Rooibos from South Africa
Almost dessert-like, Rooibos when brewed takes on a tastes of cinnamon creme brûlée with a little imagination. Rooibos bush leaves look like bits of broken broom when prepared but as an herbal tea it has a surprising range of benefits. The pale-red beverage is caffeine-free and can be enjoyed at any point in the day. Packed with free radical-hunting antioxidants, Rooibos is a potential cancer fighting agent and its flavonoids help defend against hearth disease. In natural medicine, Rooibos is often called upon to help alleviate allergies and dermatological problems when applied to the skin. Scientific observations have resulted in some of the claims of Rooibos being substantiated and with limited risk factors – Rooibos should earn a place in your tea cabinet.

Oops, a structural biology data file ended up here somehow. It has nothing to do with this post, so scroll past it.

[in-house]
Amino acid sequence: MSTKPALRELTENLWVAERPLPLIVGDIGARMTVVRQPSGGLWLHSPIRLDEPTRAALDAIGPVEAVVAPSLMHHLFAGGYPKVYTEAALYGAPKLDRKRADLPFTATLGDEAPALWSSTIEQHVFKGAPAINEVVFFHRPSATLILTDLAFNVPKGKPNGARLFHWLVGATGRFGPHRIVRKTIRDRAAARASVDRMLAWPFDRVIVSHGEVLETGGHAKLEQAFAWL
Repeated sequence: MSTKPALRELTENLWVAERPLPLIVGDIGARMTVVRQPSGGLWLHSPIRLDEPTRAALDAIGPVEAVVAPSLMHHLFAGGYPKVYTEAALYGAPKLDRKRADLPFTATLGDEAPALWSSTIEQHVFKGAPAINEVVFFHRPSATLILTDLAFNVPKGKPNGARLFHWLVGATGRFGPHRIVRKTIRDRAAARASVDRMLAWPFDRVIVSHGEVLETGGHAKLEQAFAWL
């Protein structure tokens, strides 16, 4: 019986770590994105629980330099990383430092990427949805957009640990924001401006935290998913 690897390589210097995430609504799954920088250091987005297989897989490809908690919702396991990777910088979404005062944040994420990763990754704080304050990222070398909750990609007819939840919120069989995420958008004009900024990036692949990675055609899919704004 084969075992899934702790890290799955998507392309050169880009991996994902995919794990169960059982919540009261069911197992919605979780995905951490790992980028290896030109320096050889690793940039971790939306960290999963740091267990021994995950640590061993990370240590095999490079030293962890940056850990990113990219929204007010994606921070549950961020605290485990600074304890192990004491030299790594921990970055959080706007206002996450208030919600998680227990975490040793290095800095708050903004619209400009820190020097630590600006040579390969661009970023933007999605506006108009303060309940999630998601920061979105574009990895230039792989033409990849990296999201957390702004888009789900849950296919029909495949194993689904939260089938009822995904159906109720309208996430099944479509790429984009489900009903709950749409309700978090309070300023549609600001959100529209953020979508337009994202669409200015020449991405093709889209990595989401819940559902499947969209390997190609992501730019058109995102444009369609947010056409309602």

Lemon Balm Tea from the Mediterranean
A good night’s sleep is the best way to have a wakeful day. However, getting to sleep is not always an easy task. Instead of downing cough syrup or sleeping pills give Lemon Balm Tea a try. As an herbal tea, a cup or two of it before bed can have a mild sedative effect and calm down the nerves to help you get to sleep. Lemon Balm Tea is also used to tread gastrointestinal problems such as gas and vomiting. One effect of Lemon Balm Tea is improved cognitive function leading some to think of the Lemon Balm as a potential treatment for ADHD. Many of the effects of Lemon Balm can be considered miracles but its potency has been known to reduce the effect of some drugs used to treat thyroid problems and HIV.
Silver Needle White Tea from Southern China